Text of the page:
Sneaked out quietly on Christmas Eve was news that the UK’s economy had not grown 3.0% over the year, but rather 2.6%. This is still well ahead of any comparable European country, but it is a significant downgrade. Unfortunately, it is indicative of a global economy (and, particularly, a European economy) which is not even midway through the economic re-set required after the 2007/8 crash.
The beginning of 2014 saw a sense that the Great Recession was over. Unfortunately, 2015 will prove that it is not. In the West, particularly in Europe, we are still spending vastly more than we are earning – with Health and Welfare systems built to a much vaster extent that we can pay for, given competition for export markets from emerging markets in the Far East whose populations work longer and expect less (in the sense that they save for their own Health and Old Age). It cannot be reliably predicted when the next economic shudder will take place, but it will likely be this decade and possibly in the next twelve months. The shudder will be predicated on debt – personal, corporate and/or national – and is made even more definite by crazed and baseless rises in property prices in cities such as London and Dublin, where we should rest assured (but will ignore) that a crash some time is absolutely certain.
The Eurozone will return to the doldrums during the year, on the back of political chaos in Greece, electoral instability in Spain and administrative inaction in France, all complemented by uncertainty in Germany. Popular pressure will focus on the Euro itself, but the economic problems are more fundamental – unfortunately, the measures needed to deal with these problems are unlikely to be electorally popular. This is why Europe is in serious decline, and will remain so not just in 2015 but for at least the rest of the decade.
In Northern Ireland, unfortunately, the outlook is extremely bleak. The Executive failed completely to prepare for a financial readjustment which has been necessary since 2007 and is now urgent; and the Stormont House Agreement has not really created any new money at all, merely allowing for further delay to the fundamental financial and economic reform required. The mess being made of the public finances is even more relevant here than in most places given the number of jobs which rely upon the public purse – those do not just include direct public sector jobs and indeed it is the public-funded non-public sector jobs which will be hit first. Third (particularly Community) Sector organisations will close and others will lose funding with severe jobs cuts during the coming financial year. Direct public sector jobs will begin to be paid off too, but this pay-off will take funds away from Capital Funds which will delay infrastructure projects and destroy any prospect of a significant return to employment creation by the construction sector. Furthermore, a decline in the Eurozone will harm the Irish economy, and thus limit the buying potential of our largest export market. The only silver lining will be in the ICT, media and professional services sectors where Northern Ireland is carving out high-quality low-cost niches which will actually see average wages of those in private sector employment rise, but will not come close to compensating for public-funded employment lost. The good side to this is it may check the rise in property prices, which in fact disadvantages more people than it helps.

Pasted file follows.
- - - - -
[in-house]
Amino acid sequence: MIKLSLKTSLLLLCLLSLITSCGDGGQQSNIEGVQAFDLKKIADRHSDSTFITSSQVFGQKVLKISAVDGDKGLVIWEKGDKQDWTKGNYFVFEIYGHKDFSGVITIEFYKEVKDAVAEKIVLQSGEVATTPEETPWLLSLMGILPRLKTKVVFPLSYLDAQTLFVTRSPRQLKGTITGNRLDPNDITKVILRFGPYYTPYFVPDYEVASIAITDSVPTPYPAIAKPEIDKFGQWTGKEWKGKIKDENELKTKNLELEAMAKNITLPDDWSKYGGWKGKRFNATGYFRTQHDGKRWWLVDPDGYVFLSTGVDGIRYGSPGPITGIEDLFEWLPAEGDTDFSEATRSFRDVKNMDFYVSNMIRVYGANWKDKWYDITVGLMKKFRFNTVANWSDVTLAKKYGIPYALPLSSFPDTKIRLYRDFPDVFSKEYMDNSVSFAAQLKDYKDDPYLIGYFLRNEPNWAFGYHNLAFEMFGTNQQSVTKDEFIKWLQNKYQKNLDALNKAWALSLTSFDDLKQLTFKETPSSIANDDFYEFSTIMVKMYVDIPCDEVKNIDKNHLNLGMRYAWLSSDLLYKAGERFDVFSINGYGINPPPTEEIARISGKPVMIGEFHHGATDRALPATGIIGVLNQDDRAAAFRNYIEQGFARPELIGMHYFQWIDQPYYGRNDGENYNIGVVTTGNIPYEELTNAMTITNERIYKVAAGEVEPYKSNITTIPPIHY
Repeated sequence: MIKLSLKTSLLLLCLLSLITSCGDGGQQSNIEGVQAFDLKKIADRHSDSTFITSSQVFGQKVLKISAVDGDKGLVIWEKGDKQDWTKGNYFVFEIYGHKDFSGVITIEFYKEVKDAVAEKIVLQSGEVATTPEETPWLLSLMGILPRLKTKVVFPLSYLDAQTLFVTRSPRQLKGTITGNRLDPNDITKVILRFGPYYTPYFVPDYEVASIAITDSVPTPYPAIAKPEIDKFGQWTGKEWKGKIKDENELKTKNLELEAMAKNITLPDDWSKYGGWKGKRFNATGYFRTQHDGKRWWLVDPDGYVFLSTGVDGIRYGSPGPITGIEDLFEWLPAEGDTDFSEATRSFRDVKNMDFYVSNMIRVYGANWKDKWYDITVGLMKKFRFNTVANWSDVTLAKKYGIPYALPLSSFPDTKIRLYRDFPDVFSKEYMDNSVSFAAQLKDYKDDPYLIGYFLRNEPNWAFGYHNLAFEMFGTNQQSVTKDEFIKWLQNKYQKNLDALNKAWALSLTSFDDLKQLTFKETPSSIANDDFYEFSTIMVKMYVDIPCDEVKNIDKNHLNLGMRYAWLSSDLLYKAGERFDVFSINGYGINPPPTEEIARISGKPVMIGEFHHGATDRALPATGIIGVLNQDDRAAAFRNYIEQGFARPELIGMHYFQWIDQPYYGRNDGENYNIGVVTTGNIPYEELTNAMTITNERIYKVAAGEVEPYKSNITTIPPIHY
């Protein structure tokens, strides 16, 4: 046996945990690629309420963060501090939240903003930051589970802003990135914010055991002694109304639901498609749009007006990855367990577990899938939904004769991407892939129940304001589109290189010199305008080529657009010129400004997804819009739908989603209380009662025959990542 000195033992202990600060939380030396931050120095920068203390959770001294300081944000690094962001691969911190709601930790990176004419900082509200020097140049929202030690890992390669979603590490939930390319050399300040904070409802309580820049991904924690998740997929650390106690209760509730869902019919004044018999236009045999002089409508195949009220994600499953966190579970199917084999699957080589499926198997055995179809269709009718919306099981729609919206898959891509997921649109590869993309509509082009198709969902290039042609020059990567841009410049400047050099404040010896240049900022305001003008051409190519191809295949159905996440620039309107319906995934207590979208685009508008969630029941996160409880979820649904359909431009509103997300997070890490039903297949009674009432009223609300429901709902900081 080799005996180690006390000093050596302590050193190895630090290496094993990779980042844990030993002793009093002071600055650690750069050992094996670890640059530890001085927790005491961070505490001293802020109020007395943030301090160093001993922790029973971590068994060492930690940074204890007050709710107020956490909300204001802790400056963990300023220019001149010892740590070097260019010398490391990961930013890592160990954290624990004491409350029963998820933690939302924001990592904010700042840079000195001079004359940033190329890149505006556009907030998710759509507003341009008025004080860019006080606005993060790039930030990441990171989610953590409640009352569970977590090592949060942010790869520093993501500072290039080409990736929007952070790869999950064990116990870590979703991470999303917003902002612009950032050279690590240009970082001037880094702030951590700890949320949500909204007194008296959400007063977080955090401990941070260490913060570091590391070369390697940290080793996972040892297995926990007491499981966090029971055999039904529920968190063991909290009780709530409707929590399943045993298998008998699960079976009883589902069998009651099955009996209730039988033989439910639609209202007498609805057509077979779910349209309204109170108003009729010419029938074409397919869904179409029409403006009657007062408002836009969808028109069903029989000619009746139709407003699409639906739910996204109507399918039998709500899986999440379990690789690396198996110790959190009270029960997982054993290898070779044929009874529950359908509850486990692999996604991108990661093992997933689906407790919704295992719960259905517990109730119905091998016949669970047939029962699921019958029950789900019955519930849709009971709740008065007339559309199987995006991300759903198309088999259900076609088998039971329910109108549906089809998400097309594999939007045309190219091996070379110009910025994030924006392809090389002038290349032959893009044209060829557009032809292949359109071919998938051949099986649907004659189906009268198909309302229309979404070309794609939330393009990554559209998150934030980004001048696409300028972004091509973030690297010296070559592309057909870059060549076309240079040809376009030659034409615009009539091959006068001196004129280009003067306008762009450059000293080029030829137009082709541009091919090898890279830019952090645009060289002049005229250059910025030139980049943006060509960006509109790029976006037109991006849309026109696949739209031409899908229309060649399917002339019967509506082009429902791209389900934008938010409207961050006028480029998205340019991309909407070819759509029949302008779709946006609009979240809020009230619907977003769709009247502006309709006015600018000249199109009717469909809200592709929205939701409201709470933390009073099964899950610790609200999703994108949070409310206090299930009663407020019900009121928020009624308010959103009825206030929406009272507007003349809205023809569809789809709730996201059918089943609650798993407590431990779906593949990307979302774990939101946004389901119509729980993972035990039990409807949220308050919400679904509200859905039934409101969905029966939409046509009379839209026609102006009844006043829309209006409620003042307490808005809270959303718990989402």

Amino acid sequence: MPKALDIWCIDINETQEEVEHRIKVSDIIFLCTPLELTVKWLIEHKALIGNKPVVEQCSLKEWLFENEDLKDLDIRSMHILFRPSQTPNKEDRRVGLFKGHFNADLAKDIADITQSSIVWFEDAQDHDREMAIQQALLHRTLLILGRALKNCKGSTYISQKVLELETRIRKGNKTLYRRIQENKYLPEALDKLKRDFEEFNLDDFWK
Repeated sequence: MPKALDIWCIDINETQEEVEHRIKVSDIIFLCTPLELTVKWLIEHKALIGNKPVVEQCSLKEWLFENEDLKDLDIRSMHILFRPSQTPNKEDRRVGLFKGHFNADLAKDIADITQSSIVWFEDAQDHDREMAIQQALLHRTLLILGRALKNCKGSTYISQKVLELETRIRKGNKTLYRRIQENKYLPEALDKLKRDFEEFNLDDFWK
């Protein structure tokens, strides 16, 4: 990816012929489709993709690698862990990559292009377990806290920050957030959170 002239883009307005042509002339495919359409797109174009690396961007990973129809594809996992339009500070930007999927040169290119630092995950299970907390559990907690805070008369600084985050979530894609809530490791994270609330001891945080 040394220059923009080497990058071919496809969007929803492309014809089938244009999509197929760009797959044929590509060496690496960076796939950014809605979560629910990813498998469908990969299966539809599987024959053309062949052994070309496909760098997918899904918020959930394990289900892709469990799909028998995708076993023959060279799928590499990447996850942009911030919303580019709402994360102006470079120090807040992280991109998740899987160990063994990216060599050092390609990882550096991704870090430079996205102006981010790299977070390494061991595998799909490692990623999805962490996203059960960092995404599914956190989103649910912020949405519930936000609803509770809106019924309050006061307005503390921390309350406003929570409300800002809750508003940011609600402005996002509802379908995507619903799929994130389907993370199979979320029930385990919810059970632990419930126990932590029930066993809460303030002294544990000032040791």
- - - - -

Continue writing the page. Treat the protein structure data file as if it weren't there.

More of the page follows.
That is a downbeat way to end the year, but it is well to be prepared unfortunately. The unwillingness and inability to tackle the fundamental economic and financial problems we face is marked in every democracy in the world, because those proposing the correct medicine are rendered unelectable purely by so doing. Northern Ireland is just one example of this, but for complex reasons will disproportionately pay the penalty in 2015, having largely avoided it (in comparison with the rest of the British Isles) until now.
For all that, have a Happy Hogmanay.